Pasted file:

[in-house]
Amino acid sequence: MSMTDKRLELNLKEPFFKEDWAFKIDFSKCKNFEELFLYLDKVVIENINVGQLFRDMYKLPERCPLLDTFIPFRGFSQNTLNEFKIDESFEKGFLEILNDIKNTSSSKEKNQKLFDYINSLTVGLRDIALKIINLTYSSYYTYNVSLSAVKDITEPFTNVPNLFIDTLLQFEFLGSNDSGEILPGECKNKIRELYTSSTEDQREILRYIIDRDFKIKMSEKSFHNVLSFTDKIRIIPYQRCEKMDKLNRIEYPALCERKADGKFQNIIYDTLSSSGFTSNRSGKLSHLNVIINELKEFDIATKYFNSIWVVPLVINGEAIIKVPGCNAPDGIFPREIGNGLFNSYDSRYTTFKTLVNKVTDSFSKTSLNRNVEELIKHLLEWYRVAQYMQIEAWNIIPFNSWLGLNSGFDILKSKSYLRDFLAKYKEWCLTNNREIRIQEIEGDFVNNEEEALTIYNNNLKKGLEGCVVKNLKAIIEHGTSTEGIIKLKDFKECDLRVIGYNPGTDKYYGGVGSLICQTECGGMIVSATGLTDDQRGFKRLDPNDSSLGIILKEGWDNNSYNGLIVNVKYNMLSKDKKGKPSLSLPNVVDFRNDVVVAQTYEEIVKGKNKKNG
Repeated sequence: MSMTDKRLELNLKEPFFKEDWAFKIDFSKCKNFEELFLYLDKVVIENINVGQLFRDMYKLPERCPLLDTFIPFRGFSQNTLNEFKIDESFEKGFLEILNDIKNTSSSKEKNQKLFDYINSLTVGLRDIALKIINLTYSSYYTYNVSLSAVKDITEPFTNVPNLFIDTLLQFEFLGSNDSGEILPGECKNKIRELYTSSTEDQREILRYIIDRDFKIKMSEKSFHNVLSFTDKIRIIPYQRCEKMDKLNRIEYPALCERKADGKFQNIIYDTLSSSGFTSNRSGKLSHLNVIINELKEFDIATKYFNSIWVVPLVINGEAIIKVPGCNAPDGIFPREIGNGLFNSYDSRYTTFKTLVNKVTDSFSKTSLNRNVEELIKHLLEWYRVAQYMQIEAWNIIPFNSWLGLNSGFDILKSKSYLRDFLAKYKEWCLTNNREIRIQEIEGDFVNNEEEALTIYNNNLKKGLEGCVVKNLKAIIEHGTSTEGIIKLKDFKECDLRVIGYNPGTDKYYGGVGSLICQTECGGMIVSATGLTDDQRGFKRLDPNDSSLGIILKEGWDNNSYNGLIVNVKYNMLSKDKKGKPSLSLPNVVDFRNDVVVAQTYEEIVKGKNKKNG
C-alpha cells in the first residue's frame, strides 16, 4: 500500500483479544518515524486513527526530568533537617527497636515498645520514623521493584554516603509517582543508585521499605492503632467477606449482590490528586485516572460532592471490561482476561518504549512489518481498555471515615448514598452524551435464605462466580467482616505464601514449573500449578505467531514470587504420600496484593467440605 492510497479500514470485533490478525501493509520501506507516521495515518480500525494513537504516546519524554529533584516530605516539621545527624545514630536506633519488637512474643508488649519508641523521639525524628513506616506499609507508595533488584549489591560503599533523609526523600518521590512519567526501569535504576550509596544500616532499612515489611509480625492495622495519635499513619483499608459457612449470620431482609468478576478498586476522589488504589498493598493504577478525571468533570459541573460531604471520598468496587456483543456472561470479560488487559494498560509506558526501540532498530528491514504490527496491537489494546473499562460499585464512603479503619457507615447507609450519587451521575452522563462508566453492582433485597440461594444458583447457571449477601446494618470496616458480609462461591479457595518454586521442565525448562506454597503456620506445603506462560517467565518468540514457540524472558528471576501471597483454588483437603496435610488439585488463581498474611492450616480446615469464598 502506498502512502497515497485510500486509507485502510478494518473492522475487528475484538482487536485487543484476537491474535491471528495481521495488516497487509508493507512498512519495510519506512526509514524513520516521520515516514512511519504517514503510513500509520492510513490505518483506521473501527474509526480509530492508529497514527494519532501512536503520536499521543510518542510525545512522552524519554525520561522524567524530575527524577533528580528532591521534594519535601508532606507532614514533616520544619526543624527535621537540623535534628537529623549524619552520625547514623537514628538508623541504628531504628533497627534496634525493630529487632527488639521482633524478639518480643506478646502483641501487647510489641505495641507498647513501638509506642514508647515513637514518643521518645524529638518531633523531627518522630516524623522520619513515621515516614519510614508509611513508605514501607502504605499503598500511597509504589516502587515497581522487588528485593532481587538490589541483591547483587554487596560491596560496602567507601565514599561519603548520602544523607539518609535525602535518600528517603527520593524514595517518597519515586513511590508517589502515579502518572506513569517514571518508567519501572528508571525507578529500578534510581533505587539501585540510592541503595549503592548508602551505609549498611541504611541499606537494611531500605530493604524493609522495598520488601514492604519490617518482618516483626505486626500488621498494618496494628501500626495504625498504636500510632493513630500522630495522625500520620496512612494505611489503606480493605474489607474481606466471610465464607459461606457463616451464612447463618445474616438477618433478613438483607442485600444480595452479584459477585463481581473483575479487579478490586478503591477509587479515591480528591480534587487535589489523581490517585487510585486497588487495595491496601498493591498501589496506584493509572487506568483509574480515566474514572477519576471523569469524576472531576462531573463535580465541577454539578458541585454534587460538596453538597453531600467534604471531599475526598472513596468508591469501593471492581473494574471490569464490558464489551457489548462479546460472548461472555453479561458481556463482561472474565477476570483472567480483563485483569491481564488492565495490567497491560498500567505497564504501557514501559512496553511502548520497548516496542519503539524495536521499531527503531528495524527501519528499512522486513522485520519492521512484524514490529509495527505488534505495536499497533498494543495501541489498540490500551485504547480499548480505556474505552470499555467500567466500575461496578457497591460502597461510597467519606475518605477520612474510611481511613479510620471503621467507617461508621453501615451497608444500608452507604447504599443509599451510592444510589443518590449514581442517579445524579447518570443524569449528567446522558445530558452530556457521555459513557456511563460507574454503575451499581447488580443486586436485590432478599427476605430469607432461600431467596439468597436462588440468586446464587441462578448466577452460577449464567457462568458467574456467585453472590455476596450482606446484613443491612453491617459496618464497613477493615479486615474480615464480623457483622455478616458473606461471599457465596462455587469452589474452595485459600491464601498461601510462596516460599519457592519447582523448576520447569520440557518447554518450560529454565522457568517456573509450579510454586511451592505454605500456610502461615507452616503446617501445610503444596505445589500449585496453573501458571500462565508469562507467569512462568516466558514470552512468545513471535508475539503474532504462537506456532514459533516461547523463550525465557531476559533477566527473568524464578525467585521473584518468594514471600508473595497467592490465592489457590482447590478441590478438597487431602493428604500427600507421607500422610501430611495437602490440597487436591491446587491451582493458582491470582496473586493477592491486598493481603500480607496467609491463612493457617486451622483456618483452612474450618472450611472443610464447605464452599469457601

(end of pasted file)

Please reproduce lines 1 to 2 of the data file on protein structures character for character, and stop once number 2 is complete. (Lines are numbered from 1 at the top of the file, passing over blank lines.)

[in-house]
Amino acid sequence: MSMTDKRLELNLKEPFFKEDWAFKIDFSKCKNFEELFLYLDKVVIENINVGQLFRDMYKLPERCPLLDTFIPFRGFSQNTLNEFKIDESFEKGFLEILNDIKNTSSSKEKNQKLFDYINSLTVGLRDIALKIINLTYSSYYTYNVSLSAVKDITEPFTNVPNLFIDTLLQFEFLGSNDSGEILPGECKNKIRELYTSSTEDQREILRYIIDRDFKIKMSEKSFHNVLSFTDKIRIIPYQRCEKMDKLNRIEYPALCERKADGKFQNIIYDTLSSSGFTSNRSGKLSHLNVIINELKEFDIATKYFNSIWVVPLVINGEAIIKVPGCNAPDGIFPREIGNGLFNSYDSRYTTFKTLVNKVTDSFSKTSLNRNVEELIKHLLEWYRVAQYMQIEAWNIIPFNSWLGLNSGFDILKSKSYLRDFLAKYKEWCLTNNREIRIQEIEGDFVNNEEEALTIYNNNLKKGLEGCVVKNLKAIIEHGTSTEGIIKLKDFKECDLRVIGYNPGTDKYYGGVGSLICQTECGGMIVSATGLTDDQRGFKRLDPNDSSLGIILKEGWDNNSYNGLIVNVKYNMLSKDKKGKPSLSLPNVVDFRNDVVVAQTYEEIVKGKNKKNG